Ripping up standard practice
A pilot by Dyfed-Powys Police to monitor the use of anti-rip clothing has resulted in “significant and consistent improvements” in custody practice.
The Independent Custody Visiting Association (ICVA) has been working with the force and the region’s Office of the Police and Crime Commissioner (OPCC) on a pilot to monitor the use of anti-rip clothing in custody.
The issue of anti-rip clothing was raised thematically by ICVA following a systematic review of inspectorate reports of police custody. The reports highlighted a number of consistent and worrying issues – in particular, the use of anti-rip clothing in the absence of risk information, dignity issues when using the clothing and poor justification and review when anti-rip is used.
Led by Dyfed-Powys Police Chief Inspector Steve Thomas, who is chair the National Police Chiefs’ Council (NPCC) custody risk sub-group, the force, the OPCC and ICVA agreed to work together on a pilot to:
- Closely monitor the use of anti-rip suits in Dyfed-Powys custody suites on a force-wide basis;
- Remove the use of anti-rip clothing by force, in the absence of risk information; and
- Increase the quality of justification and consideration of proportionality where the clothing is used.
Independent custody visitors review custody records where the clothing has been issued by the force and rate the recording of the use according to a matrix produced by the ICVA. The OPCC then feeds back to both ICVA and the force, and force lead Chief Insp Thomas ensures that regular feedback is given to custody staff on both good practices, and those areas requiring improvement.
An interim evaluation covers the full implementation phase of the pilot, the findings to date and contains some recommendations for stakeholders to influence national practice in this area, including the NPCC, Home Office, College of Policing and ICVA, to share good practice further and eradicate the punitive use of anti-rip clothing in custody.
As with many new initiatives, police IT was an initial challenge.
Dyfed-Powys was able to negotiate this with relative ease, ensuring that there was a reportable function allowing space for staff to record the use of the clothing, and the rationale for its use. This also allowed for identification of records for the ICVs to review.
One of the biggest challenges was that of custody culture and working with custody staff to embed new ways of working with detainees on this aspect of risk.
Chief Insp Thomas said “silence or violence at risk assessment alone is not effective justification for the use of an anti-rip suit’ and he has been embedding this message force-wide as the pilot progressed.
The pilot made significant and consistent improvements in the recording of the use of the clothing, with many more custody records containing detailed justifications and ongoing consideration of risk, with the standard clothing being returned to the detainee as soon as practicable.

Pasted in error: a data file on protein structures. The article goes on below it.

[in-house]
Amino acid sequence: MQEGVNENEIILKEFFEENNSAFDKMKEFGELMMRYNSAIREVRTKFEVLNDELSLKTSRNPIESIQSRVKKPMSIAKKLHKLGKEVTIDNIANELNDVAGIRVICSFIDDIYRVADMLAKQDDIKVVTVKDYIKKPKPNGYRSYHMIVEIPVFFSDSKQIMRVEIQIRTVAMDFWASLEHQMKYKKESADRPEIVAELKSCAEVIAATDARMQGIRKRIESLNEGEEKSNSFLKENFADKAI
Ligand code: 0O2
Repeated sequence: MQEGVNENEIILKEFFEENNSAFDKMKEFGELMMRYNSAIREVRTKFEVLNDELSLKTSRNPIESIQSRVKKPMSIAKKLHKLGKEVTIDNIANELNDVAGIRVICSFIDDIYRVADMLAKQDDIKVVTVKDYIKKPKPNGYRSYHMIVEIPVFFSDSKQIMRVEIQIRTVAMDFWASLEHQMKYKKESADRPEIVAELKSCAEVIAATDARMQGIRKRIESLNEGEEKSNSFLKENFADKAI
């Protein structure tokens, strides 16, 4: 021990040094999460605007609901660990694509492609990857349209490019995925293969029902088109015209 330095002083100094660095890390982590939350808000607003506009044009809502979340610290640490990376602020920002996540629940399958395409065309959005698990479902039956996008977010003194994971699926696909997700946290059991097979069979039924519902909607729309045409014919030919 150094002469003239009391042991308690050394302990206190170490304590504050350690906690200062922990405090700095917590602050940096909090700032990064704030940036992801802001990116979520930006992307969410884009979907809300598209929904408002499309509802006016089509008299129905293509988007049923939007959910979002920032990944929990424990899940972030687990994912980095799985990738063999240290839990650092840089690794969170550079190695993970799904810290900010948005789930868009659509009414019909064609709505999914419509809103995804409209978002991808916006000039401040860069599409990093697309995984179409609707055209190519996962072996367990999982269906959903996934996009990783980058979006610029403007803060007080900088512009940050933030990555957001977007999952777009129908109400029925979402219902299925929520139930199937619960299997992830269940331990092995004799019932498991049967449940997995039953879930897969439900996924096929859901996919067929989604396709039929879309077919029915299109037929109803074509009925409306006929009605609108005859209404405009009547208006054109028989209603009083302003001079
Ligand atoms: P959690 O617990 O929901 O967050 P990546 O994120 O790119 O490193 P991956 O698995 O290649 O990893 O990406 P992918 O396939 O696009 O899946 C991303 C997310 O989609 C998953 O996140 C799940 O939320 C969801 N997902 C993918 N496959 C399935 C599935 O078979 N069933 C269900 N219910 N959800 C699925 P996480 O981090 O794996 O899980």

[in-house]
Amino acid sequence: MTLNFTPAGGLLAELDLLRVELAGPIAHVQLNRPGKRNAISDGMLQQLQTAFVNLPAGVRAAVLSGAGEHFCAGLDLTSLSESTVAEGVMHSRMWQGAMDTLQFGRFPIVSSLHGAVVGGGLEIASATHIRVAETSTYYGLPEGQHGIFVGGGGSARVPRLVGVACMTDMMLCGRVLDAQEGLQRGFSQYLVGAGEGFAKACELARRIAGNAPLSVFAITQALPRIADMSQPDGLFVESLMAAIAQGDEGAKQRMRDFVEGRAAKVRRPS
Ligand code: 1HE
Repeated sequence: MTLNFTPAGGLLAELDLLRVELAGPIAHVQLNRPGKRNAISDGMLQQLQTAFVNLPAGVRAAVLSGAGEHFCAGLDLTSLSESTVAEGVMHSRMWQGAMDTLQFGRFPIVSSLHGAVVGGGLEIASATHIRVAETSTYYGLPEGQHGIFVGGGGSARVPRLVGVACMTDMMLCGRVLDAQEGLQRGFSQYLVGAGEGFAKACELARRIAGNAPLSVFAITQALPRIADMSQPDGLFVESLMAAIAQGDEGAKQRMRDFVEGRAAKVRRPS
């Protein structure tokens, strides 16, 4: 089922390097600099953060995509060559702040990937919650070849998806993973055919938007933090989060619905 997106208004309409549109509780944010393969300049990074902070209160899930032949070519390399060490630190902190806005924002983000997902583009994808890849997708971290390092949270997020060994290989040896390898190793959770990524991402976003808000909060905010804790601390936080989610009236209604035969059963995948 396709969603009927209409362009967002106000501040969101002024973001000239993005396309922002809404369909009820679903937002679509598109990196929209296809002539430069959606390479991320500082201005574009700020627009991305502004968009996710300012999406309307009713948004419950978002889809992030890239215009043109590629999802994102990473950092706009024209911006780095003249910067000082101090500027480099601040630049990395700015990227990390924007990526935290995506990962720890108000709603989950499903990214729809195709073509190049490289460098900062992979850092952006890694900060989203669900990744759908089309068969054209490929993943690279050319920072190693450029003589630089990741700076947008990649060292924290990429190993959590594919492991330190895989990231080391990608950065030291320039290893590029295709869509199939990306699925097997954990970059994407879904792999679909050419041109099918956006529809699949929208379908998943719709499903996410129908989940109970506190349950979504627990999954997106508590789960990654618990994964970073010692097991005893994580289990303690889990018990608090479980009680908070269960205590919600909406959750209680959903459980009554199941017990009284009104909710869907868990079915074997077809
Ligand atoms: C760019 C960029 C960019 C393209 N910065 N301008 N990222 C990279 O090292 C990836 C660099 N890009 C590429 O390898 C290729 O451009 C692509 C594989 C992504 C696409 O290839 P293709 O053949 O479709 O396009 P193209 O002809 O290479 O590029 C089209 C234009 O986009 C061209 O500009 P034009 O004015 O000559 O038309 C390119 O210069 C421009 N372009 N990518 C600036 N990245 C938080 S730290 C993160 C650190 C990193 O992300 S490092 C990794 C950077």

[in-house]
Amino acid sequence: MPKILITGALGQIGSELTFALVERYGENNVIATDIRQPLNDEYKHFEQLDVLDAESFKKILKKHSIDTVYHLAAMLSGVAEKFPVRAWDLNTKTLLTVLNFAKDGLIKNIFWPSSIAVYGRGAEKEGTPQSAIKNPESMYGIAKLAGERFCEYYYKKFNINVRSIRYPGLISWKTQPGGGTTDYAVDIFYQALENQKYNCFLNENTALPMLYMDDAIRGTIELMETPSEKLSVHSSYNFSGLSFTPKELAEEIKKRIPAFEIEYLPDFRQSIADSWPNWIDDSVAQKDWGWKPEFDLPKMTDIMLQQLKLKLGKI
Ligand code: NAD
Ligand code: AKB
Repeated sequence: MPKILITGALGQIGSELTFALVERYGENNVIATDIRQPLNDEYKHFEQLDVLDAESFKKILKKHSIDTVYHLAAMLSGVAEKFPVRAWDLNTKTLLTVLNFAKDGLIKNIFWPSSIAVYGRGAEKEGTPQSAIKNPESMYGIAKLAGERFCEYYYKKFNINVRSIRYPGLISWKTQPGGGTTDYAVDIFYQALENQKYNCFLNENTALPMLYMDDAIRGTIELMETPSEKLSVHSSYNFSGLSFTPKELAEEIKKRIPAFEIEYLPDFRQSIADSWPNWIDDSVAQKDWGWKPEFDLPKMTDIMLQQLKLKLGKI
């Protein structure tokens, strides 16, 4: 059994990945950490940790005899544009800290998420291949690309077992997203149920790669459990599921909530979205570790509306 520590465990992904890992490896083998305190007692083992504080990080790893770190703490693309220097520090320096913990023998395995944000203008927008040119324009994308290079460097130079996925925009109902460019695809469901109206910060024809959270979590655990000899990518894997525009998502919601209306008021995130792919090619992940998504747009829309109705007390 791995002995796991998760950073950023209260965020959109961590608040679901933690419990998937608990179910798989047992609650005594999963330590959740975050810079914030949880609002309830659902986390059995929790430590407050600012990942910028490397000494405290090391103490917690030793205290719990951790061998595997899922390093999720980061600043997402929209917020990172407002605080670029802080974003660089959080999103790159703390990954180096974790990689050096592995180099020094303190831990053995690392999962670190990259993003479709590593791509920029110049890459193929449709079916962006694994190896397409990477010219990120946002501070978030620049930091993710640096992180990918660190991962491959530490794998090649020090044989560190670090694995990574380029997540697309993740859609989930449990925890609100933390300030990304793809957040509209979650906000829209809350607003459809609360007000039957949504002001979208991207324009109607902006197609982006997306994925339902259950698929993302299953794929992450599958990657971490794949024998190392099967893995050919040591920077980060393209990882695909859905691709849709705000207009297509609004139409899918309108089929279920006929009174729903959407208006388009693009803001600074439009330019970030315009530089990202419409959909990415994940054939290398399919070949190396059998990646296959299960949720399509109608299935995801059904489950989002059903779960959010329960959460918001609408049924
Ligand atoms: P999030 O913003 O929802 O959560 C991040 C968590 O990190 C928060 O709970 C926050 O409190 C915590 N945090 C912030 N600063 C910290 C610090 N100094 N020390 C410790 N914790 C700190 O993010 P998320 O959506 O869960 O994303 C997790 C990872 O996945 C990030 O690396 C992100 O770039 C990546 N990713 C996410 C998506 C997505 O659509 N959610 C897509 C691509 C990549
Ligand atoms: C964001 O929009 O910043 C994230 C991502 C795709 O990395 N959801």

This has resulted in an overall decline in the number of uses of the clothing in the absence of risk information.
Pilot has achieved meaningful cultural and performance changes within custody
The OPCC reports that the independent custody visitors have found the work “enriching” to their roles as visitors, learning about a new area of custody and working on the records in this way.
The force has also welcomed the transparency, oversight and joint working.
Conclusions and recommendations
The ICVA says it is in the best interests of the force as well as the detainee to effectively record its use and ensure that the clothing is used only as a last resort, if at all.
There are several areas which do not use the clothing, indicating that it is entirely possible to manage risk effectively, in busy suites, without needing to use anti-rip garments – the use of which often involves force.
The interim evaluation recommends that consideration be given by the Home Office to amend PACE (Police and Criminal Evidence Act 1984) to reflect that anti-rip clothing should not be issued in the absence of risk information.
It also recommends that forces nationally should be compelled to record the use of the clothing and its justification.
The ICVA is clear that while the recording of anti-rip clothing improves justification of the use, a preferred approach would be to not use the clothing at all, in favour of dynamic risk assessment, distraction items and effective observations.
Sherry Ralph, interim chief executive officer of the ICVA, said: “The removal of a person’s clothing is an extreme measure to ensure their safety whilst in custody, which can have a serious impact for detainees and staff.
“I am delighted that Dyfed-Powys Police and the OPCC have been working with ICVA to ensure that where this measure is used, it is done so proportionately, with full justifications and only in circumstances where all other options have been exhausted.”
Chief Insp Thomas said “transparency supports legitimacy”.
“Working with ICVA and the OPCC has underpinned the pilot’s aims and legitimacy, helping to achieve meaningful cultural and performance changes within custody,” he added.
Dyfed-Powys police and crime commissioner Dafydd Llywelyn said: “Anti-rip suits are an important aspect of dealing with detainees and reviewing the records allows my independent custody visitors to consider the entire journey through custody of some our most vulnerable detainees.
“This helps us to build a better understanding of any issues and can lead to influencing and changing policies and procedures directly.”
You can read the full interim evaluation and recommendations in ICVA’s media centre at https://icva.org.uk/media-centre/
If you have any queries or would like to discuss implementing something similar in your area, please email firstname.lastname@example.org